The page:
Written by Melissa Riegel, BA, and Loren Gianini, PhD.
If you’ve read any health-related news story in the past 10 years you know that obesity has been a growing problem in the United States, with over a third of adults, or 78.6 million people, now considered to be obese. Obesity is linked to many dangerous health conditions, like type 2 diabetes mellitus, certain types of cancer, and heart disease, and weight loss can help reduce risk for these medical issues. Unfortunately, while many people are able to lose weight, almost everyone who diets gains the weight back, and then some.
Among the millions of people in the U.S. who lose weight, there is a small subset of people who are able to maintain that weight loss in the long-term. Who are these people and how do they do it?
Researchers at Brown University and the University of Colorado founded the National Weight Control Registry (NWCR) over 20 years ago to start answering these important questions. The NWCR is made up of adults who have lost at least 30 pounds and kept it off for at least one year. People on the registry have provided researchers with invaluable information about their eating and exercise habits, and as a result we know that many of these successful weight loss maintainers limit their intake of high fat foods, reduce the variety in their diets, eat regular meals, monitor their weight at regular intervals and often routinely exercise as well.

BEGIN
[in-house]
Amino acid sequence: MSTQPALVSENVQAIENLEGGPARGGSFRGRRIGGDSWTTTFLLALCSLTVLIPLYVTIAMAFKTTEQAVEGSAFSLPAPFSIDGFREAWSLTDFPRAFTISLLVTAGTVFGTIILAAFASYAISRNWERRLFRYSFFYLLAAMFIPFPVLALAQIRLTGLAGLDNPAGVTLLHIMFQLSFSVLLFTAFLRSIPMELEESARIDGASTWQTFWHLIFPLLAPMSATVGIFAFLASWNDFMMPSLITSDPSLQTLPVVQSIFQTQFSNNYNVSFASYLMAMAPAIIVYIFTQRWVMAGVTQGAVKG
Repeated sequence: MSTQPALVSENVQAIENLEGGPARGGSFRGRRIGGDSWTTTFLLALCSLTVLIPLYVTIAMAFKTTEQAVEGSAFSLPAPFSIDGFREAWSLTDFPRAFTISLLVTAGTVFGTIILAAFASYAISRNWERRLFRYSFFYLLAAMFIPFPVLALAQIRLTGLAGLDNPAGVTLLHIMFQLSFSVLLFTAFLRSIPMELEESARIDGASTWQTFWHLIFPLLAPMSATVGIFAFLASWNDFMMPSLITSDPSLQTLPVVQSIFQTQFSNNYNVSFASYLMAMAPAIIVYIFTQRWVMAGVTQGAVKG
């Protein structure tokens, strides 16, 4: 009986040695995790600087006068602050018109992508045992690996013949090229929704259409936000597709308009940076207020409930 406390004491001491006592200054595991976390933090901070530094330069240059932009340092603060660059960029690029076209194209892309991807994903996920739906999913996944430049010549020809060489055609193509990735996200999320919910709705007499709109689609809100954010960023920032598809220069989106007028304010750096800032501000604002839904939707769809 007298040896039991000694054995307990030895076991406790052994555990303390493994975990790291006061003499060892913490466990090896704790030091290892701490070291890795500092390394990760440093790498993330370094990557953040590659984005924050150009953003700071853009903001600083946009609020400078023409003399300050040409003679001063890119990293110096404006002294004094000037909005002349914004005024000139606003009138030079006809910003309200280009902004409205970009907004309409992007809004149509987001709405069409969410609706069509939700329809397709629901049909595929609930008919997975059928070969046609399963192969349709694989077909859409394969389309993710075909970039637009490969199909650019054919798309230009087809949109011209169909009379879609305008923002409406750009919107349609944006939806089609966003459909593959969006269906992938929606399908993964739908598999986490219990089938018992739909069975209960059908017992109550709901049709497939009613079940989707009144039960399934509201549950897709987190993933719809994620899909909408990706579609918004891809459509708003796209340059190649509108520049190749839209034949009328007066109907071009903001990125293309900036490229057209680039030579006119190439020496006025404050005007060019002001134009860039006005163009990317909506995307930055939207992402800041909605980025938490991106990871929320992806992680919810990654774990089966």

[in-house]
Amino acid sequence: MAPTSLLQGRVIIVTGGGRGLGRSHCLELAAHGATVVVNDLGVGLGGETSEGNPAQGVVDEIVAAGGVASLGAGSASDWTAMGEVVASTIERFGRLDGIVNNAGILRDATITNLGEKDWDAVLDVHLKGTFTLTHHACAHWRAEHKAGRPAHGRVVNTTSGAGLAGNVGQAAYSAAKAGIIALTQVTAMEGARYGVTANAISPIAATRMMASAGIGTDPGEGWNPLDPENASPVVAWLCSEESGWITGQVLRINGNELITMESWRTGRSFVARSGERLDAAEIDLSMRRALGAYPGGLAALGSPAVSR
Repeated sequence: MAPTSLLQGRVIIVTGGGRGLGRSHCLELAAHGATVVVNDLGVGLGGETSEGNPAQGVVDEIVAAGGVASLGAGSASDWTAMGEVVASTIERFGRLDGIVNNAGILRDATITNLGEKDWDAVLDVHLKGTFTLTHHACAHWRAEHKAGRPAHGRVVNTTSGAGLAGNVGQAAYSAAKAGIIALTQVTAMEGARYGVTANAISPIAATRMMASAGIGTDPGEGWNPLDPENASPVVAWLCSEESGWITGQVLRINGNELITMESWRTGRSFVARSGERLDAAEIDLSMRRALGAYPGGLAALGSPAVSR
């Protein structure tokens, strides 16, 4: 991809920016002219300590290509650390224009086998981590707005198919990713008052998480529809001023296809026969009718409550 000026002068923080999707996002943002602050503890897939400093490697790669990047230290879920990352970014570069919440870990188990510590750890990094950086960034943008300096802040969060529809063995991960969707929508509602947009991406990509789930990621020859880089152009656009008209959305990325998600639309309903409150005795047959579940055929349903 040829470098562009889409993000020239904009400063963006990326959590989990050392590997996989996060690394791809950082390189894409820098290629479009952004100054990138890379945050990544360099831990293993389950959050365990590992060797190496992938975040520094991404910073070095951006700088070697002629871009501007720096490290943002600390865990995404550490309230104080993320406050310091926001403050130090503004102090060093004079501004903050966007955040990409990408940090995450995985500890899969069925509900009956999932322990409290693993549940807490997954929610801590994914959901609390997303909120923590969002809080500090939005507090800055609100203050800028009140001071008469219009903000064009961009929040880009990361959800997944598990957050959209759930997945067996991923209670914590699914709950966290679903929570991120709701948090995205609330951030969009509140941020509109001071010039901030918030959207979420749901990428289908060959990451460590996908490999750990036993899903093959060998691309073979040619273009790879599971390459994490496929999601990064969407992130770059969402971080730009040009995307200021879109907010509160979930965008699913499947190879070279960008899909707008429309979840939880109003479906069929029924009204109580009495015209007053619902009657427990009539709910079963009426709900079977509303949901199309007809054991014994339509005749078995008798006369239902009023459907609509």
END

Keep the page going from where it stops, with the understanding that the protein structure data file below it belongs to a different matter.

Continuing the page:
While we’ve learned quite a bit about the behaviors of people who’ve lost weight and kept it off, we still don’t know too much about what is happening in their brains. Determining brain activity patterns can point researchers in the direction of developing new, more effective treatments.
To this end, we have recently launched a new study on the cognitive neuroscience of weight loss and weight loss maintenance. Using concepts from previous studies at Columbia, we are looking at both the eating behavior and brain activity of those who have kept their weight down for at least 1 year. This study will hopefully help us understand what factors might be related to long-term weight loss success. We are recruiting three participant groups: long-term weight loss maintainers, dieters, and non-dieters. Study participants play two food-choice games, have an fMRI brain scan, and eat lunch in our eating laboratory. Participants are compensated for their time and scientific contribution.
If you or someone you know might be interested in this study, please call our main clinic line (646-774-8066) to learn more about it!